I. Author’s Background
Amador T. Daguio was a poet, novelist and teacher during the pre-war. He was best known for his fictions and poems. He had published two volumes of poetry, "Bataan Harvest" and "The Flaming Lyre". He served as chief editor for the Philippine House of Representatives before he died in 1966. Daguio was born 8 January 1912 in Laoag, Ilocos Norte, but grew up in Lubuagan, Mountain Province, where his father, an officer in the Philippine Constabulary, was assigned. He was class valedictorian in 1924 at the Lubuagan Elementary School. Then he stayed with his uncle at Fort William McKinley to study at Rizal High School in Pasig. Those four years in high school were, according to Daguio, the most critical in his life. «I spent them literally in poverty, extreme loneliness, and adolescent pains …In my loneliness, I began to compose verses in earnest.”8 He was in third year high when he broke into print in a national weekly, The Sunday Tribune Magazine (11 July 1926), with a poem, “She Came to Me.” He was going to be valedictorian or salutatorian, but his teacher in “utter lack of justice …put down my marks in history—my favorite subject. That just about broke my heart because then I would have had free tuition at the U.P.”9 Thus out of school for the first semester in 1928, he earned his tuition (P60.00) by serving as houseboy, waiter, and caddy to officers at Fort McKinley. He enrolled for the second semester with only P2.50 left for books and other expenses. He commuted between the Fort and Padre Faura, Manila, walking about two kilometers from Paco station twice daily. He would eat his lunch alone on Dewey Blvd. and arrive at the Fort about 9 o’clock in the evening. This continued for three years. Then an uncle arrived from Honolulu who paid his tuition during his third year; before this, he worked Saturday and Sunday as printer’s devil at the U.P. and served as Philippine Collegian reporter. During all this time, he learned the craft of writing from Tom Inglis Moore, an Australian professor at U.P., and was especially grateful to A.V.H. Hartendorp of Philippine Magazine. His stories and poems appeared in practically all the Manila papers.
One of ten honor graduates at U.P. in 1932, he returned to teach at his boyhood school in Lubuagan; in 1938, he taught at Zamboanga Normal School where he met his wife Estela. They transferred to Normal Leyte School in 1941 before the Second World War. During the Japanese Occupation, he joined the resistance and wrote poems in secret, later collected as Bataan Harvest.1 0 He was a bosom-friend of another writer in the resistance, Manuel E. Arguilla. In 1952, he obtained his M.A. in English at Stanford U. as a Fulbright scholar. His thesis was a study and translation of Hudhud hi Aliguyon (Ifugao Harvest Song). In 1954, he obtained his Law degree from Romualdez Law College in Leyte. Daguio was editor and public relations officer in various offices in government and the military. He also taught for twenty-six years at the University of the East, U.P., and Philippine Women’s University. In 1973, six years after his death, Daguio was conferred the Republic Cultural Heritage Award.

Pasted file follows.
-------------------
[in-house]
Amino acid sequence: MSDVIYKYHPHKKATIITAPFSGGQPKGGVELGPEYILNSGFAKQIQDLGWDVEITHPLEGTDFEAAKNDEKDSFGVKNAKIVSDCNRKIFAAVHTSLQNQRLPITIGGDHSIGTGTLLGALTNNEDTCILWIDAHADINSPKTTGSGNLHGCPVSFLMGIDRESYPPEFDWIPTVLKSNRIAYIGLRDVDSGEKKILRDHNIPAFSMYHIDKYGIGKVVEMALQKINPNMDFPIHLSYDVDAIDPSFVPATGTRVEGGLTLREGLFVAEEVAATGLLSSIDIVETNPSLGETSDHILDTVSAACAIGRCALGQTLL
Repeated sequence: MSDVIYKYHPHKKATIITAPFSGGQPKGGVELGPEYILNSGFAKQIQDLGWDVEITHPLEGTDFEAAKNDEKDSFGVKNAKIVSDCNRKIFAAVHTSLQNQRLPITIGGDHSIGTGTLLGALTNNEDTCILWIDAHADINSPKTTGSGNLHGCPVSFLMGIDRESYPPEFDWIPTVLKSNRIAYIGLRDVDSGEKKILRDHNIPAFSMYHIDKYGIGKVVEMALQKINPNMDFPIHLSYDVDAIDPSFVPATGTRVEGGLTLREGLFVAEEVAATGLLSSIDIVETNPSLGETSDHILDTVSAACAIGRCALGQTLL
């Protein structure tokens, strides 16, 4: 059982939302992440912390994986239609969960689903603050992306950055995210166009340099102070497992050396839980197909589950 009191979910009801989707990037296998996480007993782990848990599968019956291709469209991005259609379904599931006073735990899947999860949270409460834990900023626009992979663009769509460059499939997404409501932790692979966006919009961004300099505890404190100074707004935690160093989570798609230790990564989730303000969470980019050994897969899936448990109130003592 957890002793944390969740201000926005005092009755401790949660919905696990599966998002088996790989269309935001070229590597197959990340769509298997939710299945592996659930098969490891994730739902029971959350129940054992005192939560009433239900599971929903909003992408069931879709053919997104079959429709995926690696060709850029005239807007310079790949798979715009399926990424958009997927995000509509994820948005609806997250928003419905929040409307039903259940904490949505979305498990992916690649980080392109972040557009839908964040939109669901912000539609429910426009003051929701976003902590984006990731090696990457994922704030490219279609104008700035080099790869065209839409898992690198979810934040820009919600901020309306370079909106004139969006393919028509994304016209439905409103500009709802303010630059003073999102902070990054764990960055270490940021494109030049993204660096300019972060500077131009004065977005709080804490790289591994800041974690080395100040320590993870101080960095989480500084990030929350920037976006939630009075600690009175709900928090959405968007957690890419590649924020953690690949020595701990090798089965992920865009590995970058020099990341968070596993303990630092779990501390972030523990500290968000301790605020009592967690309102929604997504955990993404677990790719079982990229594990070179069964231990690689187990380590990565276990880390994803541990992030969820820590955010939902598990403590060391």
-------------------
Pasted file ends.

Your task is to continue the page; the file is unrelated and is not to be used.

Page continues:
Edith L. Tiempo, poet, fictionist, teacher and literary critic is one of the finest Filipino writers in English whose works are characterized by a remarkable fusion of style and substance, of craftsmanship and insight. She was born on 22 April 1919 in Bayombong, Nueva Vizcaya. She moved to manila in her early teens to start high school in Arellano University, but she eventually decided to go home to finish her secondary education in Nueva Vizcaya. After her graduation, she again moved to manila to do her pre-law in the University of the Philippines. Her poems are intricate verbal transfigurations of significant experiences as revealed, in two of her much anthologized pieces, "The Little Marmoset" and "Bonsai". As fictionist, Tiempo is as morally profound. Her language has been marked as...
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